What Can You Expect From The 2016 Port?

Reports recently confirmed that this year’s Port grape harvest was “surprisingly good,” raising hopes over the quality of the vintage. Ideal Wine Company asks: what can you expect from the 2016 Port?

Growing conditions

Port is a fortified wine produced in the Douro Valley region of Northern Portugal. Like Champagne, Port wine is a legally protected product, so it must be made according to certain rules. While the drink can be produced from over a hundred grape varieties, there are only five that are commonly used. These are Touriga Nacional, Touriga Francesa, Tinta Roriz, Tinta Barroca and Tinta Cão.

Similar to wine, the quality of the grapes used for Port depends on the region’s ‘terroir.’ According to Wine Folly, an industry website, this term refers to “how a particular region’s climate, soils and aspect (terrain) affect the taste of wine.” The Douro Valley has the perfect climate, soil and terrain for Port, but the weather is also a determining factor, so some years produce superior vintages to others.

Inclement weather

We already know that 2016 has seen bursts of inclement weather envelop France, damaging the country’s grape output. Earlier this year hailstorms hit Cognac, home to its famous eponymous brandy, badly damaging around 6% to 8% of vineyard crops. Meanwhile, this spring Burgundy was subjected to heavy frosts, with estimates indicating that they ruined 46% of the area’s vineyards by over 30%.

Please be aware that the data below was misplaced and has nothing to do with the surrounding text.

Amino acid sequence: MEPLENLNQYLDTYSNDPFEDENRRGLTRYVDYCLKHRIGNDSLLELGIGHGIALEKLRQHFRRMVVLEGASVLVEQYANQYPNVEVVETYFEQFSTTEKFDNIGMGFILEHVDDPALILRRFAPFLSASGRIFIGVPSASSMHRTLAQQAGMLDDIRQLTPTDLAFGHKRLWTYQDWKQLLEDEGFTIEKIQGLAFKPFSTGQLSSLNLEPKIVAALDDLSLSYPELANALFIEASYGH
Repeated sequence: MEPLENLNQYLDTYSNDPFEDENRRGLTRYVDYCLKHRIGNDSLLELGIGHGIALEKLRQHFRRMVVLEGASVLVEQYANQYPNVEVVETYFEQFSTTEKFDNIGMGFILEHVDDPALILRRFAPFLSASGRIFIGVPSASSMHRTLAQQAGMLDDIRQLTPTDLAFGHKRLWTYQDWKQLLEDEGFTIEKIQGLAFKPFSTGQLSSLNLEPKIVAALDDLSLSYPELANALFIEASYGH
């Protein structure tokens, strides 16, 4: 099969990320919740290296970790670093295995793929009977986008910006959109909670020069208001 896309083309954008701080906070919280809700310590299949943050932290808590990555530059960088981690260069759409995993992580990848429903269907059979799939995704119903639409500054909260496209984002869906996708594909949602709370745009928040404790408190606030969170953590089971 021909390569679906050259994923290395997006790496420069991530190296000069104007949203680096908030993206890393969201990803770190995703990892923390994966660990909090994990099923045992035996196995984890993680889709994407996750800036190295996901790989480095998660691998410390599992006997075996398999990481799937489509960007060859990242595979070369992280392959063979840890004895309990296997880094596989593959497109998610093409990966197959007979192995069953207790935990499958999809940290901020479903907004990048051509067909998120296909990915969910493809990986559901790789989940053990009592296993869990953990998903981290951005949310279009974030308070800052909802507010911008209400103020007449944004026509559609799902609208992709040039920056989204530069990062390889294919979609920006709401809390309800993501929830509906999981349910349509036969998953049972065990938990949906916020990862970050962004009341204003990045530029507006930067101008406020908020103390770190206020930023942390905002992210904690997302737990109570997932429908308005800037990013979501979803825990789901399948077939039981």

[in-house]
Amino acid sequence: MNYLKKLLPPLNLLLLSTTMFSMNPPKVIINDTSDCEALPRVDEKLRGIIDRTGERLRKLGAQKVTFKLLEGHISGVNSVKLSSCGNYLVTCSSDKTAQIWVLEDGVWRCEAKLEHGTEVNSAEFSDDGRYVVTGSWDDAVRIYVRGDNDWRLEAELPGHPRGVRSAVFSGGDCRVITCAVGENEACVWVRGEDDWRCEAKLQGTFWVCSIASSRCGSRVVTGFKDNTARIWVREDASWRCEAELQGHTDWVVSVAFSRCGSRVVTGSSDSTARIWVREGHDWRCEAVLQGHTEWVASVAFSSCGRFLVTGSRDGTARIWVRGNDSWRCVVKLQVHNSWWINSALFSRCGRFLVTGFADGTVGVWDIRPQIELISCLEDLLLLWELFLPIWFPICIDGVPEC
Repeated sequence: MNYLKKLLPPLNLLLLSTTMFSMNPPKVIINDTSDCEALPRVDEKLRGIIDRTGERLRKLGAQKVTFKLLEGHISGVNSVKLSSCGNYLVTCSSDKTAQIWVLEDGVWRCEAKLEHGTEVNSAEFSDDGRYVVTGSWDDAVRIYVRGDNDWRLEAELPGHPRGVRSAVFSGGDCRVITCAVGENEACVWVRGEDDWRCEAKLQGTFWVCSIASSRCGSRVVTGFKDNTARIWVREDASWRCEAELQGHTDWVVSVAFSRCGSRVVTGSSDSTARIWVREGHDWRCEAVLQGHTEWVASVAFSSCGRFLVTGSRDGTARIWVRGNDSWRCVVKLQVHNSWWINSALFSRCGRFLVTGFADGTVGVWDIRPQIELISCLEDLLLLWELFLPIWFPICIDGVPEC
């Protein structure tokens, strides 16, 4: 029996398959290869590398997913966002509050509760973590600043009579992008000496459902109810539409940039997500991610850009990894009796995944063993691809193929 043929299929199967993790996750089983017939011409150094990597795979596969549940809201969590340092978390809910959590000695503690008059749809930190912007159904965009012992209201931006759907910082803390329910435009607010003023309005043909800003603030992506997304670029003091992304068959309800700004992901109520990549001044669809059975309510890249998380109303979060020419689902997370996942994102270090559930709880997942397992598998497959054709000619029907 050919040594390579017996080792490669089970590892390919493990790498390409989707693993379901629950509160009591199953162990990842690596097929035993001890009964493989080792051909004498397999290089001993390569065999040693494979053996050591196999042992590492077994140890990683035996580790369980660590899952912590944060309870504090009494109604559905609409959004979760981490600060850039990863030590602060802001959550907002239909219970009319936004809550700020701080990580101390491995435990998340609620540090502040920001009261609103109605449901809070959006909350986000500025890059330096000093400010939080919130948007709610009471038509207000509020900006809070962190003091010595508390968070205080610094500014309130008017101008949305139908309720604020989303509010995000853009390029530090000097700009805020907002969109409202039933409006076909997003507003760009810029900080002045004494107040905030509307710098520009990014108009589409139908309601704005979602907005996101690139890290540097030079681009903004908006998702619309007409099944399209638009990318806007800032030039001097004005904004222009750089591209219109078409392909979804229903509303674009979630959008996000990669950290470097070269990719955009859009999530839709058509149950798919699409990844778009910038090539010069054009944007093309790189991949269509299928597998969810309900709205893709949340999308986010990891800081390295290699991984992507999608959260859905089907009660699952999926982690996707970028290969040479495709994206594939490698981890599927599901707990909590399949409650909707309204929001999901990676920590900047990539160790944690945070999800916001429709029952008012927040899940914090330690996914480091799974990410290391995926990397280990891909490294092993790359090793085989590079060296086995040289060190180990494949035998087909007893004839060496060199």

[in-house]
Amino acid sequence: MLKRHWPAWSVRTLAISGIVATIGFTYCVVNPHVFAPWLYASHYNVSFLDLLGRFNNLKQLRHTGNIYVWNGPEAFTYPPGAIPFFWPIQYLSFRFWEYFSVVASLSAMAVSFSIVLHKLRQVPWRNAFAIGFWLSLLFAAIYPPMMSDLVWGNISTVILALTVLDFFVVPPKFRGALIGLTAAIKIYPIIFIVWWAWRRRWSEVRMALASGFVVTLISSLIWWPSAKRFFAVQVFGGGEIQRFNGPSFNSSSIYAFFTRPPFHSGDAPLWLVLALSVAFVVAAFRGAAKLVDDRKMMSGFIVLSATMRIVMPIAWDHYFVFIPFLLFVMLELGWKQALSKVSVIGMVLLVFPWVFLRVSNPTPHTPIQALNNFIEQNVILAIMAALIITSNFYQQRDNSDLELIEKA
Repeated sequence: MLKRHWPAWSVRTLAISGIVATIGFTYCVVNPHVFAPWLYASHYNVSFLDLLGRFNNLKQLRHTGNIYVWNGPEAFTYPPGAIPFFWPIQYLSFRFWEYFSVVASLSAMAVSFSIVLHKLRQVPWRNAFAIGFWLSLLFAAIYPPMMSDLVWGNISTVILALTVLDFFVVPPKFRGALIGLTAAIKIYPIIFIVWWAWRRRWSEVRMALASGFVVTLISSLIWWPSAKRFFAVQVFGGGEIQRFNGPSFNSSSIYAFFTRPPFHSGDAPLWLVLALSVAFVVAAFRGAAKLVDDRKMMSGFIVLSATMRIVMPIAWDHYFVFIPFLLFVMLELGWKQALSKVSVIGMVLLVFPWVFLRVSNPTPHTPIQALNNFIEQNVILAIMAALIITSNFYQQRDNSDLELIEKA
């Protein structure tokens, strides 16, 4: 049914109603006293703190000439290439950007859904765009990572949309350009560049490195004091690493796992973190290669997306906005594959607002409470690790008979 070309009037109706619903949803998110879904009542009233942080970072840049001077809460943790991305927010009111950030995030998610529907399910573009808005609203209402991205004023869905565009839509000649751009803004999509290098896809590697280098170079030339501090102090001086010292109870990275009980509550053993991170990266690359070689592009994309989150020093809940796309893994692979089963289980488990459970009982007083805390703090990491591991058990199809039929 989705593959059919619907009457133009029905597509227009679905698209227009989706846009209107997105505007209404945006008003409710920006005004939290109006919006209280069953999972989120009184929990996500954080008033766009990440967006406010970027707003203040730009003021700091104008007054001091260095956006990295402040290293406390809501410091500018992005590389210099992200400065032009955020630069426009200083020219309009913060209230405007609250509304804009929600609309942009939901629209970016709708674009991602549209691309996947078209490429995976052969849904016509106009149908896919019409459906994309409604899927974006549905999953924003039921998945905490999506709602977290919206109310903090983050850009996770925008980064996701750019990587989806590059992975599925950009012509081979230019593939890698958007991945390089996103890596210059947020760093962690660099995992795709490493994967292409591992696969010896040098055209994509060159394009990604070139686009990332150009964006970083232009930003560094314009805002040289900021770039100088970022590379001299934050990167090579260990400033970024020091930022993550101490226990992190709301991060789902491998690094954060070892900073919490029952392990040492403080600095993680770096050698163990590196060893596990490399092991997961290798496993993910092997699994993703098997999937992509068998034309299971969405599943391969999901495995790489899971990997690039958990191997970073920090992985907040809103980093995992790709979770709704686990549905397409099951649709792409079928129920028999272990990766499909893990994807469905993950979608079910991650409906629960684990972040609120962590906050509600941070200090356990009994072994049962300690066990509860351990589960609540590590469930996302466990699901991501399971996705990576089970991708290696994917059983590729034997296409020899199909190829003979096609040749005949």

The Douro Valley didn’t escape unscathed either. The 2016 growing year began with a warm winter and a hotter than average December and January. Coupled with a colder, wetter spring than usual, this created the perfect conditions for mildew, which can ruin grapes. Also the region experienced hailstorms in July, resulting in “significant” grape losses and a lack of uniform maturity at harvest time.

Surprisingly good

Despite these factors, Port producer Sogevinus claims, the harvest was “surprisingly good.” Commenting, a report from the company was quoted by The Drinks Business, an industry portal, says: “The maturation analysis showed good results, and our visits to the vineyards confirmed this year was going to be good. Although the berries and bunches were smaller than other years, they showed a good pulp/skin ratio, a sign of richer and more complex wines. But the maturation of the parcels in the vineyards was not uniform, which required careful planning in the picking decisions.”

Going on, the report there was “freshness, medium acidity and good colour” in its red Port wine grapes, with a good overall health and yield. It added that the Touriga Francesa, along with Touriga Nacional grapes were particularly well-formed and should create “rich and fat” wines. Elaborating, the report revealed: “The Port wines [for 2016] are already proving to be clean and quite aromatic, and concentrated in colour. However, their tannins are not quite fully rounded, which tells us the wines from this harvest will need ageing time to refine and reveal all their potential.”

Buy Port wine